Also, they don’t even make Percy have to figure out who his immortal father is…they’re just all like, “Oh, hey, B T Dubs, yo daddy is Poseidon, mmm kay?”
One thing I did really enjoy from the movie that they got mostly accurate is the Lotus Hotel scene. It was pretty bad ass J
All in all, I can only honestly give the movie two out of five stars. Maybe three stars at most.
I do have to say though, from what I’m seeing of the trailer, it looks like they are trying to correct all of their mistakes with the second movie, Percy Jackson and the Sea of Monsters. I guess they realized that Percy Jackson fans are abundant and were royally pissed with the outcome of the first movie. So fingers crossed and here’s to hoping!
Altered by Jennifer Rush…the only word I can think of to accurately describe this book is “meh.”
For the past several years, four boys have been held captive in Anna’s basement. Her father works for some organization called “The Branch” and does experiments and records data on their progress and whatnot, because the boys have somehow been “altered,” but how and for what purpose we never really find out. And now that Anna is old enough (at the age of sixteen), she gets to help.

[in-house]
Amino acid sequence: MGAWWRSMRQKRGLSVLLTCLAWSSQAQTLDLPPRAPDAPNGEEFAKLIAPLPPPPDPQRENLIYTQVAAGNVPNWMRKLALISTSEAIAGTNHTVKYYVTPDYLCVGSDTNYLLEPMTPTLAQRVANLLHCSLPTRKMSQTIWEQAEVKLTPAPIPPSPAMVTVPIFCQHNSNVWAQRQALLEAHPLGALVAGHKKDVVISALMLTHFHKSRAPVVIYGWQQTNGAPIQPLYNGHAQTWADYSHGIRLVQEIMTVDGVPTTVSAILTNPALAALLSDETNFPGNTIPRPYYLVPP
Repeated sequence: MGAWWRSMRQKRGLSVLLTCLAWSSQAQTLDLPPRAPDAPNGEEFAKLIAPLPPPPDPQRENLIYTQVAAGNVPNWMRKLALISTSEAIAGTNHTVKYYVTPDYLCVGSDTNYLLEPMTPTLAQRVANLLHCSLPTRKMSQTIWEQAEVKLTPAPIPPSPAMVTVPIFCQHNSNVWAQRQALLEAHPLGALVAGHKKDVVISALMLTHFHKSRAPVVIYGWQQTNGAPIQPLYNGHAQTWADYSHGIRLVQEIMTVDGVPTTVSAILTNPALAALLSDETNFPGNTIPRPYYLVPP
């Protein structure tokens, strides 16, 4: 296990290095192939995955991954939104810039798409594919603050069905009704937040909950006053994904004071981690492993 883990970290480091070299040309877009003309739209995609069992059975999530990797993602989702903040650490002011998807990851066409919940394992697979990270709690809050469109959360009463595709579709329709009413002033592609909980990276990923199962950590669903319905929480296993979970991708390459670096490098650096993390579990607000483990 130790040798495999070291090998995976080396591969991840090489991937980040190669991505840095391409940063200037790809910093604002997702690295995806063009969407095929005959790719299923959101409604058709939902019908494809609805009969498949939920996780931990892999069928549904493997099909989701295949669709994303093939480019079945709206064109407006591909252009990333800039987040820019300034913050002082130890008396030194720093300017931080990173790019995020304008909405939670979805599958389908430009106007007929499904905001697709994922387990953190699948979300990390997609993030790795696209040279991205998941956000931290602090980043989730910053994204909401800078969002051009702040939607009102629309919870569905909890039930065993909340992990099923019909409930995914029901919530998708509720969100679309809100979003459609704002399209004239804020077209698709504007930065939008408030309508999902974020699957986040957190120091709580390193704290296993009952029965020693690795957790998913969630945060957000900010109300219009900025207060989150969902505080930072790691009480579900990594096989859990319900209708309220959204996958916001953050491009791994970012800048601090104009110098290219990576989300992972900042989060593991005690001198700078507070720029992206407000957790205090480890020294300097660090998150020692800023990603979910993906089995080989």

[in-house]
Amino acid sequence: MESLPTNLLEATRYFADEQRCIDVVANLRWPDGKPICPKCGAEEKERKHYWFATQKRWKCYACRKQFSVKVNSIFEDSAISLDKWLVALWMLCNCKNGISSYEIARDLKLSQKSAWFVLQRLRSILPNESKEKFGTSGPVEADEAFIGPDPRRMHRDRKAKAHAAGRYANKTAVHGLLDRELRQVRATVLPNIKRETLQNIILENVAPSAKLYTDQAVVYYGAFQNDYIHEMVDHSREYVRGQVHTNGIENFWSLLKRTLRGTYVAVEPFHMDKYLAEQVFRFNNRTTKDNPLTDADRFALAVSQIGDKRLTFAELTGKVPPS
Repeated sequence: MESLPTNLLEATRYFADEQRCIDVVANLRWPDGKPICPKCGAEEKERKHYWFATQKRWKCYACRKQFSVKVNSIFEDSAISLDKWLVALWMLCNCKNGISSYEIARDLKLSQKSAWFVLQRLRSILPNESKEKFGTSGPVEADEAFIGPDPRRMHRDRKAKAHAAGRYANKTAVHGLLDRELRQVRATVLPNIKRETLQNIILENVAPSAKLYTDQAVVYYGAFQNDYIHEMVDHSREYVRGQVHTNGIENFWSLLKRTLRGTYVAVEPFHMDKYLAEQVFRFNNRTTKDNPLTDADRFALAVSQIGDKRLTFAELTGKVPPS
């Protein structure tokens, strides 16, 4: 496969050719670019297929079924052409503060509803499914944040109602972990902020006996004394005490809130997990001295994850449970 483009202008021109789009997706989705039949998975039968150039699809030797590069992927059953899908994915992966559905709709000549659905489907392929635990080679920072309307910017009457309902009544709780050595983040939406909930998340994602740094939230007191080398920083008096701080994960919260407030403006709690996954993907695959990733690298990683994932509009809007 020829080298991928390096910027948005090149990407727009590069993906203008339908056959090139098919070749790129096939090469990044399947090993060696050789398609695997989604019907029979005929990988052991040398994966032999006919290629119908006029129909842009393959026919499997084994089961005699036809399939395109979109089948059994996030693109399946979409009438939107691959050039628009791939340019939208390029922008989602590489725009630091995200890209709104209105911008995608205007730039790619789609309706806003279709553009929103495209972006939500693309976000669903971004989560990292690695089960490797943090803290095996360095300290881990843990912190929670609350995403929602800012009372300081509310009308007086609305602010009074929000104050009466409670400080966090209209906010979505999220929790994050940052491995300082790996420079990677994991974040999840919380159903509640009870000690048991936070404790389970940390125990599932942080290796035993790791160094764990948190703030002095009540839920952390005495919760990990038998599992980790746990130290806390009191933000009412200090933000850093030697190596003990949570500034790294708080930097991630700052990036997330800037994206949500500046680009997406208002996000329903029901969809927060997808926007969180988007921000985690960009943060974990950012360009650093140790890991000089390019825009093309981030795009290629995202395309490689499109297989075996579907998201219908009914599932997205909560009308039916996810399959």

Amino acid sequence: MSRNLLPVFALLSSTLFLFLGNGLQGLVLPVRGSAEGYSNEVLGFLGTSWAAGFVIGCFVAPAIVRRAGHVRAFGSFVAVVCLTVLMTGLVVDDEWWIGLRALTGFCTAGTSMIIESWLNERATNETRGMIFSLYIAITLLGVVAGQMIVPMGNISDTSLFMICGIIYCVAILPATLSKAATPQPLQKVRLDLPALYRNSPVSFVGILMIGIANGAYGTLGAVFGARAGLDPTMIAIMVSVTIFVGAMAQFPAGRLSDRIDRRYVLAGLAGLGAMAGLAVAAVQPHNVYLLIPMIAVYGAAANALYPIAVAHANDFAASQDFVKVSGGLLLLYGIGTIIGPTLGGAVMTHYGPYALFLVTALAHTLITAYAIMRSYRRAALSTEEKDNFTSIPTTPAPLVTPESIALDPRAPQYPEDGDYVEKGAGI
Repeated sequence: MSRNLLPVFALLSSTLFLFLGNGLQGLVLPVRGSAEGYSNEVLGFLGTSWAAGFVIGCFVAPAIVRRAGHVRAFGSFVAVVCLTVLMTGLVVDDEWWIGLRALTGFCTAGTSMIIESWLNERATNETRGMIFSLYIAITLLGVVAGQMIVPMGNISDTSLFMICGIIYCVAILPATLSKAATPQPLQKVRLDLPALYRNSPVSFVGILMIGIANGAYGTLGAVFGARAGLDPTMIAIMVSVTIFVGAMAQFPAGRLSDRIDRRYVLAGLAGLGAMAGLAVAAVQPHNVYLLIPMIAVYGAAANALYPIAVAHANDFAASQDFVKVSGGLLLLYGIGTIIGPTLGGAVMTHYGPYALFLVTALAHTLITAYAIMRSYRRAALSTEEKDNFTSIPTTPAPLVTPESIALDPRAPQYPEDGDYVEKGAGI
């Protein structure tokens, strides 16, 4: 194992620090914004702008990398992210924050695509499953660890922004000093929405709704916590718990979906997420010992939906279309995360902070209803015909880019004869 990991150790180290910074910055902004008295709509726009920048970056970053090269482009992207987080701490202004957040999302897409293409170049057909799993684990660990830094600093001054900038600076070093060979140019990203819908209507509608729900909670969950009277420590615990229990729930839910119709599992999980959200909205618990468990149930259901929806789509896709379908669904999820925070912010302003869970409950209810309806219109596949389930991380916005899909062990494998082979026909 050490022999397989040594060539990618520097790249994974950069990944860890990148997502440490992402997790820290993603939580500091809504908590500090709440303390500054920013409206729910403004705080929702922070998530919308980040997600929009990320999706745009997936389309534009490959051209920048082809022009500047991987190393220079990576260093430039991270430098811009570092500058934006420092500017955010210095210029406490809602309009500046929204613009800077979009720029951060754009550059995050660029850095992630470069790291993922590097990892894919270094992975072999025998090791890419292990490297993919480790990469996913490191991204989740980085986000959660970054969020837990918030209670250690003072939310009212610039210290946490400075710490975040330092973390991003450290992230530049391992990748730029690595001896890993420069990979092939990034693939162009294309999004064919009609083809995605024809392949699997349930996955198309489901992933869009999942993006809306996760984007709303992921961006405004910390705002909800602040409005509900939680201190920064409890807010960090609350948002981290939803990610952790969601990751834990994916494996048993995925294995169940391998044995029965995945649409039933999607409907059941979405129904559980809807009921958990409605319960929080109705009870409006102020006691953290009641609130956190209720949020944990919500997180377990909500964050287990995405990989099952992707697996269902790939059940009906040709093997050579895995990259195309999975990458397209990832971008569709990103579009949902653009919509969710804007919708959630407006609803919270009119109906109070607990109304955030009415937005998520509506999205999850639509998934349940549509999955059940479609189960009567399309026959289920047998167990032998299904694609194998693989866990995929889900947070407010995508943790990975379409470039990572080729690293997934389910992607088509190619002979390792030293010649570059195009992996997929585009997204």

Of course, Anna is madly in love with one of the boys (the stereotypical “hot guy” who is also kind). The three other guys have very stereotypical personalities as well, which kinda bugged me: You have your bad boy, your intellectual, and the playful puppy dog.
One day when The Branch comes in for a visit to check on the progress of the program, things go amiss and people get shot and the boys escape with Anna after her dad helps tells them to keep her safe. So now there are big scary agency type men after them, and they have to steal cars and keep a low profile, yadda yadda yadda.
So Anna and the guys hide out together, trying to decipher clues and learn who they are and when they entered The Branch (because their memories have naturally been wiped clean)and what The Branch planned to do with them. There are fights and shootings and mystery files….and that’s pretty much all that happens.
To be honest, from the summary on the inside cover of the book, I was kind of hoping for a least a little romance, but you are literally only given a snippet. Quite disappointing.
All in all I give this book two out of five stars. I was definitely not intrigued enough to read the sequel when it comes out.